It doesn’t take much research to determine that college students are experiencing financial stress related to paying for school, student loans, and making daily ends meet.
For instance, in a Journal of Finance Therapy study1, researchers found that 71 percent of college students experienced financial stress with the main stressors of not having enough money to do what their peers are doing and expected debt at graduation.
The reason this is of such great importance is because of the effects of such stress.
One study2 found that financial stress hurts a student’s ability to succeed academically and another shows that high levels of financial stress often predict the likelihood that a student will drop out of school3.
Related article: Is College Success Correlated With Financial Wellness?
That’s why educational institutions are beginning to offer financial wellness to their students.
However, universities, like companies, are not very likely to measure financial wellness program success.
This lack of measurement is unfortunate because analyzing program data can help colleges and universities:
- Find the right program to meet the needs of their students
- Determine the best ways to communicate about the existence of the program to the student body including what to promote, when to promote it, and what channels to use for promotion
- Discover how effective the program is in helping students alleviate financial stress and improve financial well-being
- Calculate the return on investment of the program
With so many great reasons to measure the success of a financial wellness program, why aren’t all colleges doing it?
One reason is that they aren’t sure what to measure.
At iGrad, we recommend using data provided by your financial wellness program as well as student-reported data in the following areas:
- Student Financial Behaviors: Behaviors determining the financial health of a student in such areas as saving, budgeting, and debt reduction.
- Student-specific Data: Data showing how much students understand personal financial topics and how they rate their financial health.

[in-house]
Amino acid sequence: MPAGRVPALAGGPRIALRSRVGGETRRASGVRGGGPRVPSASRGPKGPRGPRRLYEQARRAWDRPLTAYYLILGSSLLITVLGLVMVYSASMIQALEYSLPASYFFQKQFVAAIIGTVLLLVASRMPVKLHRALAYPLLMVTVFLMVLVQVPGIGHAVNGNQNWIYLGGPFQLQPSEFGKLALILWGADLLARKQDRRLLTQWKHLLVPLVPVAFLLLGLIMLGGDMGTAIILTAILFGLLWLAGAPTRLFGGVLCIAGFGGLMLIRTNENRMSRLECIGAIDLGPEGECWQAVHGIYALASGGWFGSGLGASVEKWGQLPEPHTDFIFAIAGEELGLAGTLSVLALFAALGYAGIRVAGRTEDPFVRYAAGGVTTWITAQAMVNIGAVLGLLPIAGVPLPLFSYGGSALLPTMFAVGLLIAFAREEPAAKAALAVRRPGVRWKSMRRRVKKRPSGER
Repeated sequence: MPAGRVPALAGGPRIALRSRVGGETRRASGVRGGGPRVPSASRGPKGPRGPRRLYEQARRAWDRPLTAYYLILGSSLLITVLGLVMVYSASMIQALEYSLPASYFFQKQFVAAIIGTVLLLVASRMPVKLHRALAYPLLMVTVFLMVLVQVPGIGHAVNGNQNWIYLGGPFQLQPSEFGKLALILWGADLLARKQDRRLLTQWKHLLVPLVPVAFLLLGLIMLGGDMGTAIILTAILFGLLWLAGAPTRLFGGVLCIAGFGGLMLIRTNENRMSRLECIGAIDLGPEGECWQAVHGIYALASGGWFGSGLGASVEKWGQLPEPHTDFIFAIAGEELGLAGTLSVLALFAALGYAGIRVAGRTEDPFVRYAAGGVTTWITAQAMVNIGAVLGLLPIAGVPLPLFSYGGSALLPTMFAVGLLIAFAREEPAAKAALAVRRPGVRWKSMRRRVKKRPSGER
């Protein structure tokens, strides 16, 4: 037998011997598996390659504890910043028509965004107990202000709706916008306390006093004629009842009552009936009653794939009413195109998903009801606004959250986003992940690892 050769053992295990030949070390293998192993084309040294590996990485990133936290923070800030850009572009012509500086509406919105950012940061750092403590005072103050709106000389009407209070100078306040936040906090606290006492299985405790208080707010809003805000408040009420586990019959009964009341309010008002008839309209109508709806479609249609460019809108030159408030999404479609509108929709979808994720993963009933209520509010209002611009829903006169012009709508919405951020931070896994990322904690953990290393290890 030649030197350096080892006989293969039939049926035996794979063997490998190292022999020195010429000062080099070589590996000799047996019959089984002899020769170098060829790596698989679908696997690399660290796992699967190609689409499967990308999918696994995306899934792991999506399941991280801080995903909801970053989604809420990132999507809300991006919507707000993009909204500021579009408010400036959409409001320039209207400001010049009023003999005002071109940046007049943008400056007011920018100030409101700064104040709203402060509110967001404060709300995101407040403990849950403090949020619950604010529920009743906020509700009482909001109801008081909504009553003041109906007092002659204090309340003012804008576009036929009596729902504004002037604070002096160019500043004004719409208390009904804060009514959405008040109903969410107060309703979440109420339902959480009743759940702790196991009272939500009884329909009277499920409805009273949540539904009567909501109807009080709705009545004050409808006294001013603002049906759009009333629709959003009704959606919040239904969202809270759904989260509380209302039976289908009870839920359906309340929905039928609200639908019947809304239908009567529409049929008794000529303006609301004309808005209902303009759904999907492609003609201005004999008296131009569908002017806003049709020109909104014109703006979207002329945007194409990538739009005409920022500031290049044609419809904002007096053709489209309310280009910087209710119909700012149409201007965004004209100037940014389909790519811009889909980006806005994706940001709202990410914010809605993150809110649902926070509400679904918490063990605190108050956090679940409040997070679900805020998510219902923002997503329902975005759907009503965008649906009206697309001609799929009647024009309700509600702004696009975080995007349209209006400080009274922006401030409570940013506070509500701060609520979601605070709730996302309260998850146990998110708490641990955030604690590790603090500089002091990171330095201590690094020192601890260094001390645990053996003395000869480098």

- University-specific data: Metrics suggesting how students feel about their school and how they use student loans and other financial aid.
- Program-specific data: Data determining how satisfied students are with the financial wellness program, including usage and engagement level statistics.
Within each of these categories, it is possible to fine-tune the data by looking at specific demographics such as age, sex, class, major, student type (full-time, part-time, first-generation, on-campus, off-campus, remote learner, etc), and more.
To help you get started, here are 65 metrics to help you measure the success of your student financial wellness program:
Measuring Student Financial Behaviors
The best measurement of a student financial wellness program is financial behavior change.
Increasing positive financial behaviors in the areas of planning, spending, saving, and debt lead to greater financial wellness and less financial stress.
Programs that offer the right education, tools, and motivation can help students make these behavioral changes.
Student Planning Behaviors
Percentage increase in students creating a budget
Percentage increase of students using a budget yearly/quarterly/monthly/weekly/daily
Percentage increase in students checking account balances at least monthly
Percentage increase in students paying bills on time
Percentage increase of students planning their discretionary spending
Student Saving Behaviors
Percentage increase of students with an emergency savings account
Percentage increase of emergency savings balance equal to or greater than three months of income
Percentage increase of students on track for other savings goals
Student Credit and Debt Behaviors
Percentage increase of students paying credit card in full each month
Percentage decrease in average credit card balance
Percentage increase in average credit score
Student Loan Behaviors
Percentage decrease of average student loan balance
Percentage of students taking only the student loans they need vs the maximum awards
Measuring Student-Specific Data
When coupled with changing financial behaviors, an understanding of personal finance can be a great advantage for students.
Students without the right financial knowledge often feel stressed about finances and their financial health.
This stress can lead to higher dropout rates, reduced class load, lower GPAs, and more.